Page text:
Continue: Beginners Trailer
For student Adam Buckley going off to college was one of the best moment of his life and pledging to become a member of Sigma Zeta Chi (one of the colleges best fraternities) just made it all that much better. During his final night as a pledge Adam finds himself in the back of a van being told he must hold up a convenience store, before Adam gets his chance his fellow potential fraternity brother Kevin is shot.
Continue: Brotherhood Trailer
Brainy Danny (Pucci) and his more action-oriented brother Brian (Pine) are driving through Colorado with Brian's girlfriend Bobby (Perabo) and their friend Kate (VanCamp) when they encounter a man (Meloni) who's trying to get his sick daughter (Shipka) to a clinic. She has the highly contagious disease that has killed off almost everyone, so extreme measures are needed to prevent infection. As they continue across the Southwest, heading for a Gulf Coast beach they remember from childhood, they encounter various other survivors and are forced to make some brutal decisions.
Continue reading: Carriers Review
In 1983 L.A., studio exec William (Thornton) wants to reconcile with his heavily medicated wife Laura (Basinger) while continuing to see his self-doubting TV newscaster mistress (Ryder). Their son Graham (Foster) is indulging in drugs and sex with his girlfriend (Heard) and best pal (Nichols), who's also sleeping with Laura for cash. Meanwhile, Graham's doorman (Renfro) is trying to please his criminal father figure (Rourke), but Graham's friend Tim (Pucci) has no interest in connecting with his dad (Isaak).
Continue reading: The Informers Review
Six years after his Harvard cred, Hynes seems to have returned to more fertile and vital ground with The Go-Getter, his second full-length film and a minor hit at the 2007 Sundance Film Festival. Hynes, who also wrote the film, never shows up on screen but the nerdy impresario he embodied years ago can be seen in the guise of Mercer White (Lou Taylor Pucci), a high-school dropout who takes to the road with a stolen car not long after his mother's death. Initially, Mercer's voyage has two goals: to find and inform his half-brother Arlen (Jsu Garcia) of their mother's death, and to get all sweaty-like with Joely (Jena Malone), a thong-sporting, middle-school crush of Mercer's.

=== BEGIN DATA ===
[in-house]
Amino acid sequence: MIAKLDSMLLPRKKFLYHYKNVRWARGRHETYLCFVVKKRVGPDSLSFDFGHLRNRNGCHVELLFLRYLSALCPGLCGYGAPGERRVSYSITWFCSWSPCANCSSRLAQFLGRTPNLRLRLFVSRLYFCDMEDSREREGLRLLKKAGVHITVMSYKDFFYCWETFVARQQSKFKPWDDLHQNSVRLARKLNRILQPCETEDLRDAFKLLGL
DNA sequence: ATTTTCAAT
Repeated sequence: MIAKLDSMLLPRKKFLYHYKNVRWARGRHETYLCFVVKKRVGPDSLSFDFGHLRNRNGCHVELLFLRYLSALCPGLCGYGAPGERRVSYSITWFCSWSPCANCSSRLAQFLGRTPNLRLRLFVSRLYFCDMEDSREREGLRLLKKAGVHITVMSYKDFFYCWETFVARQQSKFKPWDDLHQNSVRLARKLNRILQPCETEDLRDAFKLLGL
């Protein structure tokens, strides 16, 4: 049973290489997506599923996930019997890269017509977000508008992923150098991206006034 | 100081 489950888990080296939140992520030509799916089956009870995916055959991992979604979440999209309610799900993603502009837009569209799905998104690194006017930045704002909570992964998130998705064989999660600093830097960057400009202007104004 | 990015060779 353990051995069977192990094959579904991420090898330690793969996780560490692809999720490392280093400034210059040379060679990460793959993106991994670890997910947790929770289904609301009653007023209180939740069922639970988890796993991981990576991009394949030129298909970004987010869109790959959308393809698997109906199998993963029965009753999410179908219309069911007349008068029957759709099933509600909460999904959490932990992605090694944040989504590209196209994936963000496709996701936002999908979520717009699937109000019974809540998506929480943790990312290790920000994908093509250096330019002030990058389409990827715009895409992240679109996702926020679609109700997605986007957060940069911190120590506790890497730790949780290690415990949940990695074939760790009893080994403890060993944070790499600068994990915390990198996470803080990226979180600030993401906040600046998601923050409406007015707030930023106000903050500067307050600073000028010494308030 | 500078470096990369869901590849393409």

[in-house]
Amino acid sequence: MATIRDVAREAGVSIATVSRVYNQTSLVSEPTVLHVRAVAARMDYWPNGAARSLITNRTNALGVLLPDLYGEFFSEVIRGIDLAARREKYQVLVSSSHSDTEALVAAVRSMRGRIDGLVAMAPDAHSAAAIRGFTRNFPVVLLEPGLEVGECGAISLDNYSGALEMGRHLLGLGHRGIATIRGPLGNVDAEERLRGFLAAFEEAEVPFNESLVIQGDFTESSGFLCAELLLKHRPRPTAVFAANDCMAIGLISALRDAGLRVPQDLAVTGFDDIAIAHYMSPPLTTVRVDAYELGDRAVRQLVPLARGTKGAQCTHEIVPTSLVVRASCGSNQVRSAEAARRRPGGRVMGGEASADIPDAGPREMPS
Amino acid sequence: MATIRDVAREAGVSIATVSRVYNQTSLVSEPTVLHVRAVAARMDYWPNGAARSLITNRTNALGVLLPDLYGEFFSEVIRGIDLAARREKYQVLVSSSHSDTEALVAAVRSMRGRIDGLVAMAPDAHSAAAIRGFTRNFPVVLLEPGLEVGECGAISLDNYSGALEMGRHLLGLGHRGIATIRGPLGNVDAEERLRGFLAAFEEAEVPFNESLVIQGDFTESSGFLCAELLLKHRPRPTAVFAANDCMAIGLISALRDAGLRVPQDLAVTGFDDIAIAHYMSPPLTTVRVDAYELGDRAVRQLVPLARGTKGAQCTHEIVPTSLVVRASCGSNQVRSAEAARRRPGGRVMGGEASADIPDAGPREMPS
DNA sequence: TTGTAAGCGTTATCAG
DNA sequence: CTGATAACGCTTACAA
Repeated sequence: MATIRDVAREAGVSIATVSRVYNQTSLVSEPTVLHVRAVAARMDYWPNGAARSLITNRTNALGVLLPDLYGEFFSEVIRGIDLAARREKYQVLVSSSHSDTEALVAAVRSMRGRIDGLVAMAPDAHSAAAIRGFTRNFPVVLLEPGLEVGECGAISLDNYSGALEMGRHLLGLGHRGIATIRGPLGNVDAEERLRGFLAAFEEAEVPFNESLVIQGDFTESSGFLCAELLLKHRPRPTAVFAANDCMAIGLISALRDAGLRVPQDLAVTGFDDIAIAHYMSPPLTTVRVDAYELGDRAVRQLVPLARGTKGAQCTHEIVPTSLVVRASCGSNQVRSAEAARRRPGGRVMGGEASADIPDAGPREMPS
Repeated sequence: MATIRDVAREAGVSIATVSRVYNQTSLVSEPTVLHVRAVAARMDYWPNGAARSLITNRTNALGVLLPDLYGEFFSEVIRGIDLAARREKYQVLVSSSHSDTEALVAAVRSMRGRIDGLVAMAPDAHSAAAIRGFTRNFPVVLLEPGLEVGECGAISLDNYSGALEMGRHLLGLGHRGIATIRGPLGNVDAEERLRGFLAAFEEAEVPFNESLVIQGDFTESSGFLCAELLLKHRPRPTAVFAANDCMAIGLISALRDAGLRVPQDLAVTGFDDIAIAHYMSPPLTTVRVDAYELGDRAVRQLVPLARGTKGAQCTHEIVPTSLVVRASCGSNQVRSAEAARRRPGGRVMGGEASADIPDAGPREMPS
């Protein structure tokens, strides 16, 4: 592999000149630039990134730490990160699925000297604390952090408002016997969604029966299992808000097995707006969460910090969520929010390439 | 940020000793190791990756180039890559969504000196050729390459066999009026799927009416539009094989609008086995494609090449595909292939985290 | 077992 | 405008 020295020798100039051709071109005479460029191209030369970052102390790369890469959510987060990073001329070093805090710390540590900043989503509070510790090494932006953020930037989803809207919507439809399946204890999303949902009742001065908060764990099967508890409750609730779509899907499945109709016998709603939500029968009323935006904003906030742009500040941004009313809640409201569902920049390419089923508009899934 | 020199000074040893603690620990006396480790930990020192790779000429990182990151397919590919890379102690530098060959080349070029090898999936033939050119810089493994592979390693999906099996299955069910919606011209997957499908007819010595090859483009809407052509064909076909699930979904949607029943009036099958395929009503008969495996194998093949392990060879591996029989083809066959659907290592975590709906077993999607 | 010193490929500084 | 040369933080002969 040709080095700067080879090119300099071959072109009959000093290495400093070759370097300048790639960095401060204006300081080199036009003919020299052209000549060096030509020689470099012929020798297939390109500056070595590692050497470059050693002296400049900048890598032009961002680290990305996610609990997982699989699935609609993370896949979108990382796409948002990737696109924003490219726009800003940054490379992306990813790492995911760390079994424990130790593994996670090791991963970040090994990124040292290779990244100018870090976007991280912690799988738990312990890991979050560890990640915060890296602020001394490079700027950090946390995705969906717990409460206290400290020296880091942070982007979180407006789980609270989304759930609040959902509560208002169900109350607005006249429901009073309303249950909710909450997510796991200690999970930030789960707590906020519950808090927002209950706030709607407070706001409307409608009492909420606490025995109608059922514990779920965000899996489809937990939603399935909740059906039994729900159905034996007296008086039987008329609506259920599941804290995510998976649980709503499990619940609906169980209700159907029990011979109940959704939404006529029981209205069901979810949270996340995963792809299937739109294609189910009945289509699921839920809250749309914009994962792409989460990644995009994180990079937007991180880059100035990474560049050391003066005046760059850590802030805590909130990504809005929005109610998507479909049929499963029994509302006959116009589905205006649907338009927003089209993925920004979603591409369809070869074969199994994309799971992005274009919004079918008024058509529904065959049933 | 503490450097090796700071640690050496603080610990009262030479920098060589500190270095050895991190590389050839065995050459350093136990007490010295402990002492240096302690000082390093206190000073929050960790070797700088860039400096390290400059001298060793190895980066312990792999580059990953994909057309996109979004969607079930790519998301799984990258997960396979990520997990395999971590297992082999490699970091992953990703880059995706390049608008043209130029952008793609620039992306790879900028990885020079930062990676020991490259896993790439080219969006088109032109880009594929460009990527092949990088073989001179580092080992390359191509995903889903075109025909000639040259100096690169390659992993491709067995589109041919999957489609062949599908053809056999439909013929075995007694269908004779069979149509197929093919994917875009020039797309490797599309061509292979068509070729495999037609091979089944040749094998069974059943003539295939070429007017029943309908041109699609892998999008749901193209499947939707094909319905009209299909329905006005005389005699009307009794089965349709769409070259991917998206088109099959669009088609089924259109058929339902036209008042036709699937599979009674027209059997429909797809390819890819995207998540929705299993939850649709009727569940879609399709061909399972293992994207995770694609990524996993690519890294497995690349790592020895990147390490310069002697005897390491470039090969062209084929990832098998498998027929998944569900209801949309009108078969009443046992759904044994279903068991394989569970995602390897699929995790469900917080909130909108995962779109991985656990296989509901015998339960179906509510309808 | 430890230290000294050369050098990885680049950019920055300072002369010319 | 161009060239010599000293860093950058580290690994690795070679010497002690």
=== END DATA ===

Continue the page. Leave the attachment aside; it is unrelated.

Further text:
Continue reading: The Go-Getter Review
A terrorist group has just set off a bomb in Texas that, while killing hundreds, has also created a parallel universe unbeknownst to the general population. Not too long after, the Republicans have an eye on everything, the Democrats have turned into militant twits under the banner of Karl Marx, and action superstar Boxer Santaros (Dwayne "The Rock Johnson) has gone missing. Though his wife (a brilliantly bitchy Mandy Moore) is the daughter of prez-to-be Bobby Frost (Holmes Osborne), Santaros appears in plain sight with his current flame, porn diva Krysta Now (Sarah Michelle Gellar). It's to Kelly's credit that almost every shot of them together is framed to look like it was taken by the paparazzi.
Continue reading: Southland Tales Review
Dad's lost his job, too, and both his parents think he's gay (thanks to what turns out to be the movie's funniest single moment), so Darren scrambles back to the dorms to figure out how to raise another $1000 so he can stay in school. (Naturally, he's also in love with another resident named Gracie (Kristen Bell), but he can't profess him affections to her.)
Continue reading: Fifty Pills Review
A facetious voice-over -- "This was the best of all possible worlds" -- introduces brooding loner Dean Stiffle (Jamie Bell of Billy Elliot), a teen caught between dueling self-helper parents, who's soon to discover his dead friend Troy (Josh Janowicz) behind the house of his party-throwing mother, Carrie (Glenn Close). Weeks later, Dean's best-selling psychiatrist-author father, Bill (William Fichtner), therapy-talks Dean sick about his lack of grief. Dad's cure: More of the same pharmaceuticals Dean's school's already drowning in.
Continue reading: The Chumscrubber Review